Review by DAVID SOUTHWELL
Book | Darkest Hour | PG
Darkest Hour appears predestined to deliver a gold Oscar to leading man Gary Oldman. But for audiences the reward is a gripping and rousing portrayal of a pivotal moment in modern history, even if the film’s pivotal moment is potentially polarising.
Oldman, largely unrecognisable under jowly prosthetics, plays Winston Churchill in the period following his sudden elevation to British prime minister in 1940. A rampant German army is overruning Western Europe and British troops are being cornered at Dunkirk.
First seen from the perspective of new secretary Elizabeth Layton (Lily James), Oldman’s Churchill is by turns impossible, irascible, avuncular and even a little doddering.
He is indulged, but occasionally chastened, by his endlessly bemused and devoted wife Clementine, played in wonderfully wistful manner by Kristin Scott Thomas.
We are served up something of an edited highlights and remix of Churchill or Churchill-related witticisms and epigrams. This includes observations of his idiosyncratic and impecunious aristocratic lifestyle fuelled by Herculean consumption of food, drink and cigars.
Churchill’s ascension occurs at the expense of Neville Chamberlain (Ronald Pickup), whose unwillingness and unpreparedness to counter Nazi aggression has lost him the confidence of the Labour party, which partners the Conservatives in wartime coalition government.
Chamberlain, however, still wields decisive clout within the Tories. He allies with Churchill’s main adversary Lord Hallifax (Stephen Dillane) to manoeuvre the bellicose new prime minister into a position where he must consider a negotiated peace.
However, Churchill’s policy is simply and solely to fight until victory.
The action over the next few desperate days is mainly set in the claustrophobic underground labyrinth of tunnels and operation rooms surrounding the war cabinet room.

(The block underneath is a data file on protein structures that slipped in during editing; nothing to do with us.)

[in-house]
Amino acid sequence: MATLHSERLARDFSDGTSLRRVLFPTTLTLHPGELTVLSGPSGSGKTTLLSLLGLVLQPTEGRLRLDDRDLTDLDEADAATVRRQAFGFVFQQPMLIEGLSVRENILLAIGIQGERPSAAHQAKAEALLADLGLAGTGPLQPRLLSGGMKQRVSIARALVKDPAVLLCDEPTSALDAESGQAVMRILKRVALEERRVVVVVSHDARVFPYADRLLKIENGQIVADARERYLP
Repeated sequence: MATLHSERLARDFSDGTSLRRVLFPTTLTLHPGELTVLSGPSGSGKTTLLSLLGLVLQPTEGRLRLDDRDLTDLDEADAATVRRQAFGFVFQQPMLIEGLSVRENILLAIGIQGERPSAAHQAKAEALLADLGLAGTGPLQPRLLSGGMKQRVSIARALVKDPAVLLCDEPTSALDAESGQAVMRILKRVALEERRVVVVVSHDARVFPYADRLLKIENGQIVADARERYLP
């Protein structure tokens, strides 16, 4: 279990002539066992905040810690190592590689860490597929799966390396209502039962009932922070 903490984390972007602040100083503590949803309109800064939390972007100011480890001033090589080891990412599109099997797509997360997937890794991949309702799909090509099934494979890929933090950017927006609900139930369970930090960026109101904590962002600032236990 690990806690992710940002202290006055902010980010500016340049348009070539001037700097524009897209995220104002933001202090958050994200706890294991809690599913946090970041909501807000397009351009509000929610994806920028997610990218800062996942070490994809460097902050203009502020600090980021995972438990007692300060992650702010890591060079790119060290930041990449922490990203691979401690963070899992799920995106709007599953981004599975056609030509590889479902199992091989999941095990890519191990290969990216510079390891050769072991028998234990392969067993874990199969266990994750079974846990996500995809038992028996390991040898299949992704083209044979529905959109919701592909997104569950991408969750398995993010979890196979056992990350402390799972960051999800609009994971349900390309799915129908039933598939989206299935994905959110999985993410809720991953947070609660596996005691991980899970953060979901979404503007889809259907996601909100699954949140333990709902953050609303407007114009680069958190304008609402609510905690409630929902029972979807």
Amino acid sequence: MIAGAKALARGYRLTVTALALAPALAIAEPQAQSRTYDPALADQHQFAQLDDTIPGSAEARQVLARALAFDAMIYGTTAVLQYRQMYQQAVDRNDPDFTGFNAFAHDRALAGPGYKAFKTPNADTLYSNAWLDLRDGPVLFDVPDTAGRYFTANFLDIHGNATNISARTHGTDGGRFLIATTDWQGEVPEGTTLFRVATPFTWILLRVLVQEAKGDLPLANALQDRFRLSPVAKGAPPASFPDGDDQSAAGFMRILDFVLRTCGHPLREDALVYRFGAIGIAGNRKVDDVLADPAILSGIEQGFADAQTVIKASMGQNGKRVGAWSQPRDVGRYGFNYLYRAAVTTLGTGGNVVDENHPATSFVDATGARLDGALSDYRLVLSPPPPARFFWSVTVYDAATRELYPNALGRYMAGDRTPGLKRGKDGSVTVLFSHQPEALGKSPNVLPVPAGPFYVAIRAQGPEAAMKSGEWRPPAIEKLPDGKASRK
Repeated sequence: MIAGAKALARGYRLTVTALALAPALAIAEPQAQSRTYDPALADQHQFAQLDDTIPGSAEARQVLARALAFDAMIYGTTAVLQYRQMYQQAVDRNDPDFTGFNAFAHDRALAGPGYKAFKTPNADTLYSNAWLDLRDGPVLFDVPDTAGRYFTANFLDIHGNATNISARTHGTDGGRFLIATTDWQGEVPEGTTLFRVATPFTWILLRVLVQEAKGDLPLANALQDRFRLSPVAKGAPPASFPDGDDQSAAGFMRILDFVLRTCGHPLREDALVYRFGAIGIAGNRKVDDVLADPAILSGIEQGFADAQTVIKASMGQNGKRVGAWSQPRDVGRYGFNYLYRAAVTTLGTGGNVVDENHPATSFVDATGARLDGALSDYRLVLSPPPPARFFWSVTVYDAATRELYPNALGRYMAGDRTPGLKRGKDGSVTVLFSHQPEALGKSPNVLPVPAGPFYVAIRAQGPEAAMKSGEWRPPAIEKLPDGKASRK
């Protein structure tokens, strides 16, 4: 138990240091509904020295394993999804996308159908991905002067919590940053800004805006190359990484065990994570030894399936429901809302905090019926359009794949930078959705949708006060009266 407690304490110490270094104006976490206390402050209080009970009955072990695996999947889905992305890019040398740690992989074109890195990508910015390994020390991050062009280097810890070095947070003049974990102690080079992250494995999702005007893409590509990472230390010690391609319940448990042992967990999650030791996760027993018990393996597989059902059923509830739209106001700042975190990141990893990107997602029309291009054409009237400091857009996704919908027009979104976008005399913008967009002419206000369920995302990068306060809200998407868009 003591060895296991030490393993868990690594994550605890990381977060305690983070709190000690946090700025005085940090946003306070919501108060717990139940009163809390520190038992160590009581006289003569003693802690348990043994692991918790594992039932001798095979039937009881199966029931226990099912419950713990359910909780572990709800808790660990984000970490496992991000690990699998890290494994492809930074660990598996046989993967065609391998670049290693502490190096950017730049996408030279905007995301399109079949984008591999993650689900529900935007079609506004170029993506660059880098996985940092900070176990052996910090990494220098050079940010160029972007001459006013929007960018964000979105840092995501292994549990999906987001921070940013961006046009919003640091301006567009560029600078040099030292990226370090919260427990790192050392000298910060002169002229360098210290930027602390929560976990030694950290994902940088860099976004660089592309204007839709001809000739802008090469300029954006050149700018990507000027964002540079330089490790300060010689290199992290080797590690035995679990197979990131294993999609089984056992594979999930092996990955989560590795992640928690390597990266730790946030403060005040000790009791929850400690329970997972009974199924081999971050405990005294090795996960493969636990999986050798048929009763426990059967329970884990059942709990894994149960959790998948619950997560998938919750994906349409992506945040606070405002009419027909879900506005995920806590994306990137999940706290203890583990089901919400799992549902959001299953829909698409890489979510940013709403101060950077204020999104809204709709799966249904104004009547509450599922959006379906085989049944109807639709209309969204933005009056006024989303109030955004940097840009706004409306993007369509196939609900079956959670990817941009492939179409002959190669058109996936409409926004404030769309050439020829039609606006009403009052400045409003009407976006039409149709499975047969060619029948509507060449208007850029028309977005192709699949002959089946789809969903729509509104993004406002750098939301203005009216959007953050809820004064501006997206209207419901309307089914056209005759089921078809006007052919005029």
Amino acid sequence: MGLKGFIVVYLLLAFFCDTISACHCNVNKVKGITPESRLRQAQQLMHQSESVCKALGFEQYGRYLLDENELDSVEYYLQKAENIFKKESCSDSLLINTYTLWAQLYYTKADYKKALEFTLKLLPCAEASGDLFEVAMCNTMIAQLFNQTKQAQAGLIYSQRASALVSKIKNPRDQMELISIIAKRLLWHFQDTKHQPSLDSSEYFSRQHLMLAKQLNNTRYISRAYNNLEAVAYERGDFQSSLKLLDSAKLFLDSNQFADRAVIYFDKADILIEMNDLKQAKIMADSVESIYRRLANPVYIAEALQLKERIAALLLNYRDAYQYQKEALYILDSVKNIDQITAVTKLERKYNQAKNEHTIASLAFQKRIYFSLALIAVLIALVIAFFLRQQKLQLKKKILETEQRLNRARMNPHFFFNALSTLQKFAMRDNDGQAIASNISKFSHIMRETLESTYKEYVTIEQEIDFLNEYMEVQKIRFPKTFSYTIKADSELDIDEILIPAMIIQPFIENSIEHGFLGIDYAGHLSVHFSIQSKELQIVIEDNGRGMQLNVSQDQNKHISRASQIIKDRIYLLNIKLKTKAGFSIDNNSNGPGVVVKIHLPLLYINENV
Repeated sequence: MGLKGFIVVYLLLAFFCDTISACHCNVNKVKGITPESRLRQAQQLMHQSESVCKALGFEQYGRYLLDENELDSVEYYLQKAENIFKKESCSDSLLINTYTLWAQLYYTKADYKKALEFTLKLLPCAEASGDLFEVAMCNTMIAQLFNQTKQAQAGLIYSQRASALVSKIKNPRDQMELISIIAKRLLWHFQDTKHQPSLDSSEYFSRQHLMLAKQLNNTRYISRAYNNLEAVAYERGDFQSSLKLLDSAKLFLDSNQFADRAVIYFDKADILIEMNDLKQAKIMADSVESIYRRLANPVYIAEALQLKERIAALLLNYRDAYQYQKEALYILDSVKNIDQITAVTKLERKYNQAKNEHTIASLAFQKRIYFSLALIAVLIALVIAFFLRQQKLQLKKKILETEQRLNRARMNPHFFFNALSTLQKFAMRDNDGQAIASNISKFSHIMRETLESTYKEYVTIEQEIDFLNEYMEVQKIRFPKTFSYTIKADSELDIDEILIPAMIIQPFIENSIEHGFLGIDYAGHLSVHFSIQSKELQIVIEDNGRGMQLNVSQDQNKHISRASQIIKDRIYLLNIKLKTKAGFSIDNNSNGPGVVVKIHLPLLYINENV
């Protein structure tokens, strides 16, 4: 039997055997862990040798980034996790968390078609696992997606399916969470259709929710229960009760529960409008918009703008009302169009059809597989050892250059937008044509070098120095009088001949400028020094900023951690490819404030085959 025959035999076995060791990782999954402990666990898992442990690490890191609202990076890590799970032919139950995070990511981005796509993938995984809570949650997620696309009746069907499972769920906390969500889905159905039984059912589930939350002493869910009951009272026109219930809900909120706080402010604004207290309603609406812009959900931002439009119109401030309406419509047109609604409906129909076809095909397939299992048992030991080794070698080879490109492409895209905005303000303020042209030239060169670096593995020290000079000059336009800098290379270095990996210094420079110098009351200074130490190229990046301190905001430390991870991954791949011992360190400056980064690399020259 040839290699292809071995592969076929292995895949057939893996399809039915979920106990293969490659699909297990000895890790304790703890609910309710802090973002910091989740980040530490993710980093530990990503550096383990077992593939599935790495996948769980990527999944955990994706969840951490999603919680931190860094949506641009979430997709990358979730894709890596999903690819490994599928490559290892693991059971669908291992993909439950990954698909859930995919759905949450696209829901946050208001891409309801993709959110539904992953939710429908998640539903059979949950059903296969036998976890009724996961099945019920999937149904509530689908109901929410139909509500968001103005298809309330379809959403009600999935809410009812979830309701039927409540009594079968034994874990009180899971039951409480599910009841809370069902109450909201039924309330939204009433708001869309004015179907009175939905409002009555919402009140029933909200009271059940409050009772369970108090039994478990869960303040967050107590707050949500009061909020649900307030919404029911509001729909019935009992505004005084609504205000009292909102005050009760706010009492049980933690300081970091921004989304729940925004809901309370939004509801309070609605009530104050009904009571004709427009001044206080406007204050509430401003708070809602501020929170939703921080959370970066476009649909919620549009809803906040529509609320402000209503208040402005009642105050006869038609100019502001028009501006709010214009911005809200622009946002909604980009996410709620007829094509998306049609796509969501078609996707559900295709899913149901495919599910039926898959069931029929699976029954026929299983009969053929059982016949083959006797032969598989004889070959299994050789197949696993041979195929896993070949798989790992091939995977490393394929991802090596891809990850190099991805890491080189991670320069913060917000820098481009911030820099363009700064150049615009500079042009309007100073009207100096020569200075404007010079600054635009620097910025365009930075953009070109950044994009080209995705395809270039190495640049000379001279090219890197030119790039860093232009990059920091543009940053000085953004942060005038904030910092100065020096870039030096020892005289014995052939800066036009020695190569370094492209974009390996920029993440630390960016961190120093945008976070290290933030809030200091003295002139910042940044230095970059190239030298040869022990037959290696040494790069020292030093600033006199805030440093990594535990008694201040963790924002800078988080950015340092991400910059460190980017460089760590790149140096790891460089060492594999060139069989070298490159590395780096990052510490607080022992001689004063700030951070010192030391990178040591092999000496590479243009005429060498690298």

This physical constriction mirrors the unrelenting sense of a noose tightening as things go from bad to worse in Europe and the prospect of invasion looms.
In one particularly memorable scene a solitary Churchill rides in a small lit elevator surrounded by subterranean darkness after a particularly dispiriting conversation with the chummy but cheerfully unhelpful American president Franklin D Roosevelt.
Under pressure from Hallifax and Chamberlain, Churchill begins to waver. The film suggests he was seriously undecided, which is historically questionable to say the least even if some tentative steps towards peace talks were made.
After a bracing chat with the King George VI (a superb Ben Mendelsohn) Churchill suddenly absconds from his chauffeured Rolls Royce on the way to Parliament and makes an impromptu plebian descent into the subway to catch a train.
His fellow passengers are ‘ordinary’ Londoners. The interactions with a poetry-quoting West Indian and a young child inspire the Prime Minister’s resolve to keep fighting.
This is undoubtedly a crowd-pleasing cinematic moment. Unfortunately it is so improbable that it took me straight out of the film and broke its spell.
Even allowing for some poetic licence, the film had to that point reflected the real historical situation and dilemma, which in its world-shaking and shaping implications had ample drama without resorting to transparent invention.
The clear intent is to show that the British people strengthened Churchill’s will to keep fighting, rather than the other way around, as ‘the great man’ theory of history conventionally asserts.
However well-meaning that might be in attempting to demonstrate the power of ordinary people to shape the ‘right outcomes’ of history (spoiler alert: Britain was eventually on the winning side) the scenario’s obvious contrivance undermined that message.
Fortunately this fantastical Tube ride does not entirely derail the film, which otherwise is an immersive drama of the highest historical stakes imaginable.